House Democrats are locked in a dispute with the Reagan administration over whether the administration's request for $100 million in aid for Nicaraguan rebels might also release unlimited secret funds of the Central Intelligence Agency for the same purpose.
At stake is the question of whether President Reagan would have to go back to Congress later on, after spending whatever rebel aid Congress gives him, in order to spend more. Before October 1983, when Congress first capped funding for the rebels, also known as contras, the CIA used its secret "contingency reserve fund" to run the program. Congress was informed of that spending but had no control over it.
After some initial confusion, the administration said yesterday that the CIA funds would remain off-limits under the new request, no matter what the wording of the request.
"We are going to give Congress whatever assurances are necessary for them to be convinced that the money that is given us will be the money that is spent," said White House deputy press secretary Edward P. Djerejian. "We are not going to play games with it."
David Holliday, spokesman for the Senate Select Committee on Intelligence, said a committee staff analysis found that the wording of the request poses no problem. "The president's request does not override" existing law barring contingency fund use, he said. "Lawyers at the CIA are in agreement with us about this."
But Democrats are not so certain. A staff analysis by the House Permanent Select Committee on Intelligence found the wording of the request to be ambiguous, a finding administration officials privately did not dispute.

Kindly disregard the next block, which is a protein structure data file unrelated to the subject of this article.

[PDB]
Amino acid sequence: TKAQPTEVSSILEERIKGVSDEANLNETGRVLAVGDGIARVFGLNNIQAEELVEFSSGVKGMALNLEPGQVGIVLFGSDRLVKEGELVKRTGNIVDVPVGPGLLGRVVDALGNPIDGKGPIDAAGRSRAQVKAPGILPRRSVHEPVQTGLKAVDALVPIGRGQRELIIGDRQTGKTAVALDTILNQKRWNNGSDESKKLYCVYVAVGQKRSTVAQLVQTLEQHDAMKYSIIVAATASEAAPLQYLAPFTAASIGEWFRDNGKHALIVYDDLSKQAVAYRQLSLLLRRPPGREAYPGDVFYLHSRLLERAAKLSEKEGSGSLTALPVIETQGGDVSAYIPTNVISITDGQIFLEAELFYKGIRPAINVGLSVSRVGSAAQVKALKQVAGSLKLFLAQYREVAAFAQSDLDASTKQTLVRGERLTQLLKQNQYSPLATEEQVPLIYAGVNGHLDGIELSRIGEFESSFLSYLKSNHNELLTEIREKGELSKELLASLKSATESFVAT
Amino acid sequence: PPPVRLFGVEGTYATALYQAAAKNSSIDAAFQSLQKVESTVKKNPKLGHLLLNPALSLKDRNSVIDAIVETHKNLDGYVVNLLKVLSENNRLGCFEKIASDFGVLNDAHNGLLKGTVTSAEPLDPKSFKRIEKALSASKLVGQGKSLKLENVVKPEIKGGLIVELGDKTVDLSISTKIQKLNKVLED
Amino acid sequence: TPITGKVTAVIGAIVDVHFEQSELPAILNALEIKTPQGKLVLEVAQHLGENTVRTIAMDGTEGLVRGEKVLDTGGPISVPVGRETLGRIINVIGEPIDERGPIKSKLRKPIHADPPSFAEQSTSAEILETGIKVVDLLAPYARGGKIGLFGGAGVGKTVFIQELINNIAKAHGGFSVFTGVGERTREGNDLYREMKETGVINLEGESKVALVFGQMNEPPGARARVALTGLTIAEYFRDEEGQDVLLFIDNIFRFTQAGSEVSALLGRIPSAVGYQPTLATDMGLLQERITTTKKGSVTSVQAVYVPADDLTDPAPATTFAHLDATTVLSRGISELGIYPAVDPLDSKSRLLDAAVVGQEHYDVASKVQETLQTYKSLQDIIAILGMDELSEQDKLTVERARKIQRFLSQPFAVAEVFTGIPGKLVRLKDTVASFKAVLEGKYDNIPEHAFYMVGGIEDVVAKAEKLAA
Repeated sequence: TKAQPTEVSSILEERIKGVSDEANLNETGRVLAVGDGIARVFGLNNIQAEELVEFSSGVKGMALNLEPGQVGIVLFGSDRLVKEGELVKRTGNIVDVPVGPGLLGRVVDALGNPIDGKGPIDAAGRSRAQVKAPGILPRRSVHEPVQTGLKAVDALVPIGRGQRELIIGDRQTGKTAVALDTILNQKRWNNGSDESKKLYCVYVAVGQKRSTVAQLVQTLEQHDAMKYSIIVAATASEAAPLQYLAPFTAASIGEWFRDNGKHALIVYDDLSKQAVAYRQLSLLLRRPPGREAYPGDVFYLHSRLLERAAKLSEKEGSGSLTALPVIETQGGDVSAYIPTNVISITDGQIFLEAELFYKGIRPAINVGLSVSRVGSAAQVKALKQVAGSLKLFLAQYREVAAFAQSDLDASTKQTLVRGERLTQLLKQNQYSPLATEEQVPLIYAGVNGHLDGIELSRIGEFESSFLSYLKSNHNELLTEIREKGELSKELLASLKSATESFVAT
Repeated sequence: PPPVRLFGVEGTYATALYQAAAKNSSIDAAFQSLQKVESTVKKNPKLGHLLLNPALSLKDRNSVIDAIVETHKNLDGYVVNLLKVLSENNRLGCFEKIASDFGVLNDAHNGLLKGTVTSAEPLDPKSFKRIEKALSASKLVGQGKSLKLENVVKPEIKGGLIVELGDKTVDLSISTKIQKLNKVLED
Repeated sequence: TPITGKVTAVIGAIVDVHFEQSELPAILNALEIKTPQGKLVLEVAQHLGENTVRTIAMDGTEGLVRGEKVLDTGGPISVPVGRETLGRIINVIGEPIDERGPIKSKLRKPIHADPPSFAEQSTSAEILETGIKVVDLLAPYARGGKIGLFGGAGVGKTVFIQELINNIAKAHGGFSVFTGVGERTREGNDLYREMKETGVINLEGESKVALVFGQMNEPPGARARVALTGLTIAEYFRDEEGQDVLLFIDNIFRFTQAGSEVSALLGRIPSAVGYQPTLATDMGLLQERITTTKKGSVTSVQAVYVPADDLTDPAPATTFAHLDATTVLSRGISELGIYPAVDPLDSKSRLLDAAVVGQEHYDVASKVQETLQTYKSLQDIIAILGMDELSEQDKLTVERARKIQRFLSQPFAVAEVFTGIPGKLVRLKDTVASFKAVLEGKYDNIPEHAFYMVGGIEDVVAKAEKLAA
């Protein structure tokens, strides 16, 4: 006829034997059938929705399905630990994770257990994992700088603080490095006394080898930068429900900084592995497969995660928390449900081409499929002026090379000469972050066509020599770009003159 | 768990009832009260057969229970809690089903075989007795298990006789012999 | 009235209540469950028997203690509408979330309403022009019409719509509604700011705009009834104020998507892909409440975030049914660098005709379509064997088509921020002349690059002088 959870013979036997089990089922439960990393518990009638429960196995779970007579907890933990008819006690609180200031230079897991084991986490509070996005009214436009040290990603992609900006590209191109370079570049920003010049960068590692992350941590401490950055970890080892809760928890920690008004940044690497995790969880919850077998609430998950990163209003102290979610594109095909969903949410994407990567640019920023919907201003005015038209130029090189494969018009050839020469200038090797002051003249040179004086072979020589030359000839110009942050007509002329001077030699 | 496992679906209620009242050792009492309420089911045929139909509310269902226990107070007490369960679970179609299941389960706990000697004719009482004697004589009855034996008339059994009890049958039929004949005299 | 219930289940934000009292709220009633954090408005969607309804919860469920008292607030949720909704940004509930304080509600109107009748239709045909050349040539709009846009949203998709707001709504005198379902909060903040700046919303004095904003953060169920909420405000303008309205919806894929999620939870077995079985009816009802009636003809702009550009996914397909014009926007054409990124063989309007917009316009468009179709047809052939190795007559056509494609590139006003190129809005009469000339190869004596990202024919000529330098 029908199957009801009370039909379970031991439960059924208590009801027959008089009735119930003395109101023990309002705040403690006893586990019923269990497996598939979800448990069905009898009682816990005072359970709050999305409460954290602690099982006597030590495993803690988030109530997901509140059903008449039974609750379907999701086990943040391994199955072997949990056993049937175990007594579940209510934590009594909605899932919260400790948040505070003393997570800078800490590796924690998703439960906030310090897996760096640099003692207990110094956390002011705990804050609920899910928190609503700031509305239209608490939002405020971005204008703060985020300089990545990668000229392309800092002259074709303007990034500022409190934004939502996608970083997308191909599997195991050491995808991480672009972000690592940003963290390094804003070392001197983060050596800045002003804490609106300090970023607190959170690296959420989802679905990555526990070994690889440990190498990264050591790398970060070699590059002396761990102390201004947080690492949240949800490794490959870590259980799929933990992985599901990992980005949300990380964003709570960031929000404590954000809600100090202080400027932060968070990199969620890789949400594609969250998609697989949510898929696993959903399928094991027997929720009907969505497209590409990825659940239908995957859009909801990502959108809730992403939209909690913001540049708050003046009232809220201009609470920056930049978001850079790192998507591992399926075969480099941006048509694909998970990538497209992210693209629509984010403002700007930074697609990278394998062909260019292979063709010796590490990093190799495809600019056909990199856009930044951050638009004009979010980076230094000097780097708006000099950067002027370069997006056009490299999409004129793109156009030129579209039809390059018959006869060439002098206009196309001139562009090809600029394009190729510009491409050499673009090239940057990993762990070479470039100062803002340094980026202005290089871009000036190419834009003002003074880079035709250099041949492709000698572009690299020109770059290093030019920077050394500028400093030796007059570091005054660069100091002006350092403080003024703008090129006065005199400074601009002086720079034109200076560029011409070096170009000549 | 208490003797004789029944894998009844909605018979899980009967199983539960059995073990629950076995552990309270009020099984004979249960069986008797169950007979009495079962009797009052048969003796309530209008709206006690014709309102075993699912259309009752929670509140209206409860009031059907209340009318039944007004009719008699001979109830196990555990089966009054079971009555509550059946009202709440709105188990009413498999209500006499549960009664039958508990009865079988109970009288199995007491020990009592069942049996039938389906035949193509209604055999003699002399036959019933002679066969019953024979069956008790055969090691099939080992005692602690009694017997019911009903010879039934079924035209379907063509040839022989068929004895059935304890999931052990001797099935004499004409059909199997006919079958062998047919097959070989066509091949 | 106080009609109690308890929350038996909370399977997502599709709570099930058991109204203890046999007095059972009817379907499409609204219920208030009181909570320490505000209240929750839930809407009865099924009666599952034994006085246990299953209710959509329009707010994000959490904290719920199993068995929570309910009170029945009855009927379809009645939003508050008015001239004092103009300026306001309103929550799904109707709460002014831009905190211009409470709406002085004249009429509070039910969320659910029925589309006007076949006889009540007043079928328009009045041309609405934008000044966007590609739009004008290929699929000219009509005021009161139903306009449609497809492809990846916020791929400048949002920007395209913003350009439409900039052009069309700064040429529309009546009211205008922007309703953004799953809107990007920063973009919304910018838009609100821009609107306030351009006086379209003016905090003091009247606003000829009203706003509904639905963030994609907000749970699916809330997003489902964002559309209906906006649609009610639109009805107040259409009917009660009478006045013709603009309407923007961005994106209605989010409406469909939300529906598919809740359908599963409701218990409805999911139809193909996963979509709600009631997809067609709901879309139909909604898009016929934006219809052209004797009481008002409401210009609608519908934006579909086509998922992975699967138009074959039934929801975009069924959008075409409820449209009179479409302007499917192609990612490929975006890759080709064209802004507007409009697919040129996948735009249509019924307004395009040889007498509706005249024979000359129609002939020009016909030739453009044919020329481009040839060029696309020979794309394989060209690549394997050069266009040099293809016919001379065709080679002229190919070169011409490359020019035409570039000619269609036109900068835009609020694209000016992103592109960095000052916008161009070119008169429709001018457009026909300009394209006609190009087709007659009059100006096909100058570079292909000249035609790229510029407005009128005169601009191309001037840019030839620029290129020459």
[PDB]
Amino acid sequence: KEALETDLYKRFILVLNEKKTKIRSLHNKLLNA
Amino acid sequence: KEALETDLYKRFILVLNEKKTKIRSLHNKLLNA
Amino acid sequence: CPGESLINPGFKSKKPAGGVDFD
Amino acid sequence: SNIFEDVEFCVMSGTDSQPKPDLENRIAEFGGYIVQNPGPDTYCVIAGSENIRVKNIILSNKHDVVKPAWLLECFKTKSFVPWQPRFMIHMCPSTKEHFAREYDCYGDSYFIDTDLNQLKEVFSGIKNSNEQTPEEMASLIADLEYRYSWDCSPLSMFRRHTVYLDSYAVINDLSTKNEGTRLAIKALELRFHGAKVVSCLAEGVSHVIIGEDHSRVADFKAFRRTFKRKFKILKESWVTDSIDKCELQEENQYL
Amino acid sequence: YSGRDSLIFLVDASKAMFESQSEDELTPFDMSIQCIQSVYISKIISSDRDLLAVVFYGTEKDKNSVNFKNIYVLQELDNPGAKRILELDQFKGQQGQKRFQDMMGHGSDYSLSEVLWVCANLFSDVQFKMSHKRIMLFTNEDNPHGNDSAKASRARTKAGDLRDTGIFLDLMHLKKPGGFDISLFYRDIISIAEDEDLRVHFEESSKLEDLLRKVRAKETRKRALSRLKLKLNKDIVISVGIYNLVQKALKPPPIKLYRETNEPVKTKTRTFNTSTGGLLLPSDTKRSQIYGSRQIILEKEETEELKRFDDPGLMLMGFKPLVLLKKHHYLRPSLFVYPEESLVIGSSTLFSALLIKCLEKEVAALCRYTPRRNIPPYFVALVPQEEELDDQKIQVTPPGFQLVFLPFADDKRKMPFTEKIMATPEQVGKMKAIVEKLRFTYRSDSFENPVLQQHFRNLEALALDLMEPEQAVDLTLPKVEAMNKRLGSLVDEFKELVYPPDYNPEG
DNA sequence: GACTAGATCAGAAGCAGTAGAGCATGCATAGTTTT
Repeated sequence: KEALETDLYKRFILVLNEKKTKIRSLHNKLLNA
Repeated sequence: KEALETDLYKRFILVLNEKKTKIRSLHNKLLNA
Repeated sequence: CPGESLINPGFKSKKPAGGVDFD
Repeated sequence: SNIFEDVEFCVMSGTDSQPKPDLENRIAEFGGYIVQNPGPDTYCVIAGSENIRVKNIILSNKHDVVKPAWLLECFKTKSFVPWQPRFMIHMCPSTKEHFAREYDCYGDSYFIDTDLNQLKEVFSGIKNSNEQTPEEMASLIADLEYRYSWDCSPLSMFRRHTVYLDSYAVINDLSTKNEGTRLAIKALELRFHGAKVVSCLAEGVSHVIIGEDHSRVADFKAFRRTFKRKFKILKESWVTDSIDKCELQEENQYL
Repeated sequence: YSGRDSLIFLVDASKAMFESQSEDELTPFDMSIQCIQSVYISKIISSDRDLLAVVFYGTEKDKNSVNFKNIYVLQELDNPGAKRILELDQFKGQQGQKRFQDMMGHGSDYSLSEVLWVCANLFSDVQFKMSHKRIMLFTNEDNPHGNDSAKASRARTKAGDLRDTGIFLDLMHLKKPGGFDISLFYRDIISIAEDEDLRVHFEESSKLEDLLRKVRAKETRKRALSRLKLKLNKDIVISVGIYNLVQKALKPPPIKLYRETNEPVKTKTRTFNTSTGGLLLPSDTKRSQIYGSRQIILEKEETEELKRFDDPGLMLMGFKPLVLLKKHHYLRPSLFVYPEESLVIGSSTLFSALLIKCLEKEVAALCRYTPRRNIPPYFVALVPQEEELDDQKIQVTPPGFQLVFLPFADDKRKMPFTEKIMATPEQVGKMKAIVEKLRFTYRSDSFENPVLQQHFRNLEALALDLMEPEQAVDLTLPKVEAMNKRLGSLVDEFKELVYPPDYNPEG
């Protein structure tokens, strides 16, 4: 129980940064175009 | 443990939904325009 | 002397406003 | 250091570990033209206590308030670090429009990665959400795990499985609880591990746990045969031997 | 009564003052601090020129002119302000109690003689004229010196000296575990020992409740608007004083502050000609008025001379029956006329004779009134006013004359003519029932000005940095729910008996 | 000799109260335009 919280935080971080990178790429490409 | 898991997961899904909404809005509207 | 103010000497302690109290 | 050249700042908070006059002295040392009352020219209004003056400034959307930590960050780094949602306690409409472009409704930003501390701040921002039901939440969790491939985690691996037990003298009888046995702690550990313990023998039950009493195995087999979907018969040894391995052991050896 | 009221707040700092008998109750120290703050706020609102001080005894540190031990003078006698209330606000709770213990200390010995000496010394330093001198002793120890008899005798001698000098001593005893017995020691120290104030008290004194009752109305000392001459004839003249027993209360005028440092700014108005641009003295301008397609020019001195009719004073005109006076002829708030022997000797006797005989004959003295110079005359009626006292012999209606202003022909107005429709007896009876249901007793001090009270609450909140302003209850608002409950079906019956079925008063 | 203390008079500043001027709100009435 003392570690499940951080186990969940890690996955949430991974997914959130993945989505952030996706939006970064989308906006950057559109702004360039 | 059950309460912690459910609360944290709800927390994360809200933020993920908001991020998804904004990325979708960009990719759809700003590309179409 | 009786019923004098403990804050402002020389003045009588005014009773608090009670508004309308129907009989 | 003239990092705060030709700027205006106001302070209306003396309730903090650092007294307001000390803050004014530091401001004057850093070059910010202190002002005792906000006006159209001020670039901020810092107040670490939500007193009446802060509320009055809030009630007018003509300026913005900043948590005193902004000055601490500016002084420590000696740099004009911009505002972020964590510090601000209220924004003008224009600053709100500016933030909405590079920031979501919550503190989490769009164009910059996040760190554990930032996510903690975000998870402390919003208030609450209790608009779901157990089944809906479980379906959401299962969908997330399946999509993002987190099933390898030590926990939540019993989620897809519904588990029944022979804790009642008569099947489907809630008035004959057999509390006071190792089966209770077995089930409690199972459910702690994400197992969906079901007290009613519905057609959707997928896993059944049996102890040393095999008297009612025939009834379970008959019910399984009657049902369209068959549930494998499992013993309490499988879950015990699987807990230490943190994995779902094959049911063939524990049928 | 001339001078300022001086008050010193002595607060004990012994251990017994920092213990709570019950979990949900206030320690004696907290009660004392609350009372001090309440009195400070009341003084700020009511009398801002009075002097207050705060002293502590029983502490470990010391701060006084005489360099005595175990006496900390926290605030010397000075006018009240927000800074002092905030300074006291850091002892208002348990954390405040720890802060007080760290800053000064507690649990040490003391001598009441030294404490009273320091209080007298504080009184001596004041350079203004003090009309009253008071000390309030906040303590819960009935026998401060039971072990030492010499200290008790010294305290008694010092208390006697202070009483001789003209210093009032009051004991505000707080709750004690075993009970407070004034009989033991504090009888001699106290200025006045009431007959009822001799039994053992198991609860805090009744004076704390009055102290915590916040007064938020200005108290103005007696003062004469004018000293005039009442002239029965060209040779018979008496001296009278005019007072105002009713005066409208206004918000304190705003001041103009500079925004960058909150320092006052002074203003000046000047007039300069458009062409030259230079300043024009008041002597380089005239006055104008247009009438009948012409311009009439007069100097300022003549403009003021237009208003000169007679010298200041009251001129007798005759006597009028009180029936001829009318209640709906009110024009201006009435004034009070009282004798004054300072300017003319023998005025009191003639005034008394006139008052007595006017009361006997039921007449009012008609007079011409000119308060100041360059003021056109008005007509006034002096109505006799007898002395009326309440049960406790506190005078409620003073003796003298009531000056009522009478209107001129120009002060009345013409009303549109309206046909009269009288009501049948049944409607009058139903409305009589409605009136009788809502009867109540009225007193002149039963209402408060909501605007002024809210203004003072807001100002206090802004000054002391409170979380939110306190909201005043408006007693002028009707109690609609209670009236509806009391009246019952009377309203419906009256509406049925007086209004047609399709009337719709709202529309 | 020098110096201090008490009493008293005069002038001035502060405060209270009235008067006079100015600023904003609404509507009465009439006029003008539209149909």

Then, according to intelligence panel sources, an administration witness, backed by a State Department attorney, told the committee in closed session last week that the contingency fund would become available under the new request, even though the administration had no current plans to use it.
"That testimony was wrong," Holliday said yesterday. "It is my educated guess that the witness will so inform the committee." Committee officials said no such information had yet been received.
Rep. Michael D. Barnes (D-Md.) raised the issue last week with State Department witnesses at a hearing of the House Foreign Affairs subcommittee on Western Hemisphere affairs, which he chairs. State Department officials said they hoped to provide a definitive response today.
At a news conference yesterday, Barnes said: "My understanding is . . . that there is no restriction, as there is in the current law, on the administration using what I am told is the rather large contingency fund of the CIA."
He said Rep. Lee H. Hamilton (D-Ind.), chairman of the House intelligence committee, "agreed with my interpretation" and would say so in an upcoming report. Hamilton was unavailable for comment.
Rep. David E. Bonior (D-Mich), chairman of the House Democratic task force on Nicaragua, said through a spokesman that Reagan's new request "is asking for the ability to run the war in the future as a covert campaign. It's a fundamental change in the debate."
Rep. Edward P. Boland (D-Mass.), who was author of the 1983 spending cap when he chaired the intelligence committee, said in a statement prepared for delivery last week that if the House approves the president's $100 million request, "we also remove all current legal restrictions on the CIA or the Department of Defense."